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Topics: Sales and Acquisition

Every business owner dreams of a growing business, with sales and customer acquisitions steadily increasing. 

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Yet customer sales and acquisitions is often an uphill battle. The statistics don’t lie: It’s easier to retain customers than it is to get new ones. And even the ones you have can be difficult to convince about new products or services. 

If you want to improve your customer sales and acquisitions process, look no further than these six methods.

1. Focus on Existing Customers

Many people make the mistake of believing growth only means adding new customers. While you want to continue acquiring new customers, your existing customers can also help your company grow. 

How? Easy: They can buy more from you. It’s actually easier to convince your existing customers to make another purchase than it is to acquire a new customer. Yet many marketing campaigns make appeals to potential new customers, rather than offering loyal customers something in return for their business. 

Instead, reward those customers who already work with you. Not only will you keep them happy, they’ll tell their friends—who might be inclined to switch to a company that treats them right.

2. Revise Your Credit Policy

One way to improve customer sales and acquisitions is to revisit your credit policy. Maybe you can extend additional credit to existing customers, who then use their additional purchasing power to buy more. 

A revised credit policy can also target new customers who may not have been eligible in the past, or didn’t think of your company as a good fit for them. By showing them why you’re a good choice, you can win some of them over.

3. Offer Better Customer Service

You might think customer service can’t help with customer sales and acquisition. After all, customer service is often rendered only after consumers have become customers, often when they have an issue with the product or service.

Customer service actually starts much sooner. It begins the second you make contact with potential customers. By offering information and advice during the purchase-decision process, you can establish trust. When you provide great customer service, they know you’ll treat them right if they switch companies, open accounts, or purchase additional services!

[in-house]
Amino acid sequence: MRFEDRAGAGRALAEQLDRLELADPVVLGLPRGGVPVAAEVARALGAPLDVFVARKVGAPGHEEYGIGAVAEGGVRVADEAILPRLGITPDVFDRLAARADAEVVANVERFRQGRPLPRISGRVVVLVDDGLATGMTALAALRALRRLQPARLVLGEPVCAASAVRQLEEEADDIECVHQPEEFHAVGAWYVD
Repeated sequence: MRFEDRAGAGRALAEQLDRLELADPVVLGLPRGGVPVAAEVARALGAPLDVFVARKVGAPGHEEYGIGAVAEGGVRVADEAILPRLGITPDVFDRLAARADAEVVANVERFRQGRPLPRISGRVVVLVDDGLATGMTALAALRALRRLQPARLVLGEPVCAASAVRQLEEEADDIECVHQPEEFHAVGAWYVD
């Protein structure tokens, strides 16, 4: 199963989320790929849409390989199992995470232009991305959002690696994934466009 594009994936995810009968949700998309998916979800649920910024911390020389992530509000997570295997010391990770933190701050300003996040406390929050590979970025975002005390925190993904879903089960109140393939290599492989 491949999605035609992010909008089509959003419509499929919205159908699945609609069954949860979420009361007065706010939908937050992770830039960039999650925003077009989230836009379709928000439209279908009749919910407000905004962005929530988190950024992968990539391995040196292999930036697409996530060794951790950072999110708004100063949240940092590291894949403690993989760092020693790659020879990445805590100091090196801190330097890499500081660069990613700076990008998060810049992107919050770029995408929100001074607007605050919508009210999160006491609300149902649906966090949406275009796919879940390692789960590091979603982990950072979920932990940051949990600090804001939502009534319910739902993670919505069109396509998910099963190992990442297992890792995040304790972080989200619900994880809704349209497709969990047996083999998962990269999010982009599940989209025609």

4. Customize the Pitch

Most customers today don’t appreciate a cold call or a mass email. In fact, they rarely open what they think of as spam, instead letting it linger in their junk boxes. Most of the time, they don’t believe the “deals” you’re offering are really deals at all.

Instead, use the data you collect about customers to personalize the sales emails and pitches you send. Potential customers might spend time looking at services on your website. Find out what they’re looking at and offer them a great introductory deal.

You already have a wealth of knowledge about your existing customers. Tap in to the database to offer them customized deals.

5. Focus on Relationships

Customer sales and acquisitions is a bit misleading. It sounds like you should be focusing only on sales and acquiring new customers.

The truth is you should turn your focus to building relationships with your customers. People would much rather buy from a company they trust to deliver great service and a great product. From your initial contact with potential customers, you should focus on building relationships with them—not just how much you can sell them or how you can win them over.

6. Enlist the Experts

If you really want to improve your customer sales and acquisitions, turn to the experts. An outsourcer can assist you with many of the tasks on this list, including the overarching goal of getting more sales and acquiring more customers.

It’s easy to see there are many ways you can improve sales and acquisitions! All you need to do is get started.


Jason Henning

Jason Henning

Jason is the senior vice president of Bill Gosling Outsourcing’s offshore location in the Philippines. He began this role in 2012 and was an integral part of the company’s development. Jason has over 10 years of experience in international operations; he managed all aspects of operations, profitability, and business development for Convergys’ offshore accounts receivable management. He’s also an avid golf player and a Delta Million Miler traveler.

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